Mixing the scrub
Mixing the scrub
Finished Scrub on my finger
Finished Scrub on my finger

 

VN:R_U [1.9.22_1171]
Rating: 0.0/5 (0 votes cast)

Wax in Light Burners – Day 2

Use safety first!
Use safety first!

Yesterday we talked about adding fragrance oils to your wax burner. But what about essential oils? We do not recommend using essential oils in wax light burners. Using essential oils in this application is actually quite dangerous. Allow me to explain why.

 
Essential oils are very volatile and because they are also very potent we feel that burning in a light burner or candle is not advised. It is too easy to fill the room with irritating vapors that burn eyes, nose and throat. We would far rather you make a room freshener that is over salt, in clay or some other carrier where you can place a few drops of your favorite essential oils.

Room fresheners are a safer use of these potent oils. If you would like some inspiration for making beautiful salt potpourris or even ones where rose petals and salt have been mixed, click on the links.  They are very beautiful and you don’t need to worry about a fire hazard or irritation of the eyes, nose and throat.

Please make sure that whether you are using fragrance oils in wax or essential oils in an un-heated carrier (or either in a potpourri) that you keep the finished product out of the reach of children and pets.

Safety first!!

Taylor

VN:R_U [1.9.22_1171]
Rating: 0.0/5 (0 votes cast)

Wax in Light Burners

Wax Melt Warmer
Wax Melt Warmer

Light Wax Burners from companies like Scentsy® or Yankee Candle® seem to be all the rage right now. It seems almost everyone I know has one. One question our Technical Support Team gets on a regular basis is “Can I just add a pipette of my favorite fragrance oil to my wax burner?”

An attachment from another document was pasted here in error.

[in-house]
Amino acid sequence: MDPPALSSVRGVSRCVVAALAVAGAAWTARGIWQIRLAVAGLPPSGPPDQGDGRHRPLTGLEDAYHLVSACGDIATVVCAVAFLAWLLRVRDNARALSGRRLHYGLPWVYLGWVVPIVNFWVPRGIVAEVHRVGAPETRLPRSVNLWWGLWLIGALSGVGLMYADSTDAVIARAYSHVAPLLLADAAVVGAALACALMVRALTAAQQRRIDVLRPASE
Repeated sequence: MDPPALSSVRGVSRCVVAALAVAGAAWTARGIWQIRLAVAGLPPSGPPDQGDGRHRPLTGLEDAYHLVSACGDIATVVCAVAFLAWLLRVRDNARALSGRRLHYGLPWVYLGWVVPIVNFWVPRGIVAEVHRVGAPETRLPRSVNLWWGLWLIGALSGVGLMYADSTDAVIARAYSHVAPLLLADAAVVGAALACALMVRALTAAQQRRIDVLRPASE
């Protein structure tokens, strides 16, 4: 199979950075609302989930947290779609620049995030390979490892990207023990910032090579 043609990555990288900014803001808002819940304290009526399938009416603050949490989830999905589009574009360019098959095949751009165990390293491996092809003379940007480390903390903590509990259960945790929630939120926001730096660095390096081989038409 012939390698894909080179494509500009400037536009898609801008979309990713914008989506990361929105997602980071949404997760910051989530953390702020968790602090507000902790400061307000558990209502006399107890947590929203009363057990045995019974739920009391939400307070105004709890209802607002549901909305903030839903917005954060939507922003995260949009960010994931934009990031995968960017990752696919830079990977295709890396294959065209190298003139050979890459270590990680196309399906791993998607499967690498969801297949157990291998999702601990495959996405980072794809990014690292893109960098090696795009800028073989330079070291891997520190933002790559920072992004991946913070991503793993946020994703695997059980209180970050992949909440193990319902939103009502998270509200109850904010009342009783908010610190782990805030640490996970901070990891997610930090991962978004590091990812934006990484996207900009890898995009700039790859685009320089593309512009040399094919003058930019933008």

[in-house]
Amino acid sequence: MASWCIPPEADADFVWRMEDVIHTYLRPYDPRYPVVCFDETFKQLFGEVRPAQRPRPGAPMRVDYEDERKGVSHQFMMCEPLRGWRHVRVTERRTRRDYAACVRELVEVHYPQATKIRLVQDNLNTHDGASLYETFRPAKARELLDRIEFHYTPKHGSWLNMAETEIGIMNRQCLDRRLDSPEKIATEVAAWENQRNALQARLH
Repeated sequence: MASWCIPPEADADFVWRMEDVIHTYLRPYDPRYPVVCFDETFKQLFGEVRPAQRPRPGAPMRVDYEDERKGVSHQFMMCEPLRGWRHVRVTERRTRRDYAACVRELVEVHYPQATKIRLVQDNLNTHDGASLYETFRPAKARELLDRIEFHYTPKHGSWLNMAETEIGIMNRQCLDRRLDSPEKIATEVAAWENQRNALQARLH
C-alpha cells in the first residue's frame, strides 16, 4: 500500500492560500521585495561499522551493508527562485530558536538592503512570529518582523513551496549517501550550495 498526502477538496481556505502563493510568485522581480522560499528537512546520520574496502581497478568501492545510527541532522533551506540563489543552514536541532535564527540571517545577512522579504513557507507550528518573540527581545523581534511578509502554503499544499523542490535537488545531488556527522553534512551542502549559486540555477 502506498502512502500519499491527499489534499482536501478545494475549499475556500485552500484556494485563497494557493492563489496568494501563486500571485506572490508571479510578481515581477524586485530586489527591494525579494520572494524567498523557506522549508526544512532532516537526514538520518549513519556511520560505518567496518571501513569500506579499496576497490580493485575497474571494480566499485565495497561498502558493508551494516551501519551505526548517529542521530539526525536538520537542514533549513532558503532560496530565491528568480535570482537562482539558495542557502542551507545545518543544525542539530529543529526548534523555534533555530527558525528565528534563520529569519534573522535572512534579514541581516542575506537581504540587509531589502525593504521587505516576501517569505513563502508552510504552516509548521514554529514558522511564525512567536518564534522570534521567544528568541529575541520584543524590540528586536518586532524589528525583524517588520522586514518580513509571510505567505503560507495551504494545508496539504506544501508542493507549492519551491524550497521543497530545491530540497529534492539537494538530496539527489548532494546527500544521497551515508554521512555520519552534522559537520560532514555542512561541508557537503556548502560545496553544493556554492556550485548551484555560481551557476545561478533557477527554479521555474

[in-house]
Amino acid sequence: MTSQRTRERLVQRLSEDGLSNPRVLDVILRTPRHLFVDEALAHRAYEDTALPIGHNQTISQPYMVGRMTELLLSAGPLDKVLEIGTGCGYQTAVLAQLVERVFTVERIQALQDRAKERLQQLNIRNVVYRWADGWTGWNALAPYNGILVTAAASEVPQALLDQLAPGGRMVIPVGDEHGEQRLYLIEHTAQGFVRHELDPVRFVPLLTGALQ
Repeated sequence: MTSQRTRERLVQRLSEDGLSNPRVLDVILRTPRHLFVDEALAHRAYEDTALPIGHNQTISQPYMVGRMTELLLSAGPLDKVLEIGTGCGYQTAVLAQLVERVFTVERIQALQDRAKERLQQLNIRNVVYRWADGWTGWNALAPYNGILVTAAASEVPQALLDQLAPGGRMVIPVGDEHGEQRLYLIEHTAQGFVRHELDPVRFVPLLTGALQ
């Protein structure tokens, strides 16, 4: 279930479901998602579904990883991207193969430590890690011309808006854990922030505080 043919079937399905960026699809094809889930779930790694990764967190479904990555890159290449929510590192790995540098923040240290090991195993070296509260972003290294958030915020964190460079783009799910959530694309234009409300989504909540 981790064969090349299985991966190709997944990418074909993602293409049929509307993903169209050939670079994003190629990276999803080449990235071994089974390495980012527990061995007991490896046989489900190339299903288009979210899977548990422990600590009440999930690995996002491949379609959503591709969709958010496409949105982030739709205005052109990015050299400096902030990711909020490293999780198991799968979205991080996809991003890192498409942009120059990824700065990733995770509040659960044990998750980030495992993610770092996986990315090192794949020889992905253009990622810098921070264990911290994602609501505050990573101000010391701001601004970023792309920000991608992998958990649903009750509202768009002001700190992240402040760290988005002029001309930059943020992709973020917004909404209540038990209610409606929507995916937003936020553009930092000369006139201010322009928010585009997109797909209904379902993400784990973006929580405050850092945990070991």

The safe answer is no and here is why. We don’t know how much material there is in your wax melter and we don’t want to be adding excessive amounts of fragrance willy-nilly. For a wax melter, we want our fragrance load to start at 1% or 2%. There are several benefits to starting at these usage rates.

Let’s pretend you have a wax melter that you had on and you just added a couple good squirts of your favorite fragrance oil. You get distracted on the other side of the house doing laundry, reading a book or whatever else is calling your name. Before you know it, you are starting to smell that fragrance like it is being continuously sprayed in a cloud around your head. You will reach for your drink and swear you can taste the fragrance. You rush back to your wax melter and turn it off but it won’t stop sending billowing clouds of scent into the house. Your wax melter gets banished to the patio while all of the windows are frantically thrown open so the house can be aired out and the occupants may breathe. Your whole neighborhood smells like a perfume bomb went off. People will be able to smell their way home from work! Yikes. Once the eye-watering intensity has worn off, you will complain that you can NOT smell your favorite scent. This is what we call olfactory fatigue. Olfactory fatigue is when you have been smelling something for a prolonged period of time and the scent “weakens”. This is actually your nose saying that a particular odor is ordinary and normal. When you are able to take a break from an odor, your sensitivity to the odor will return.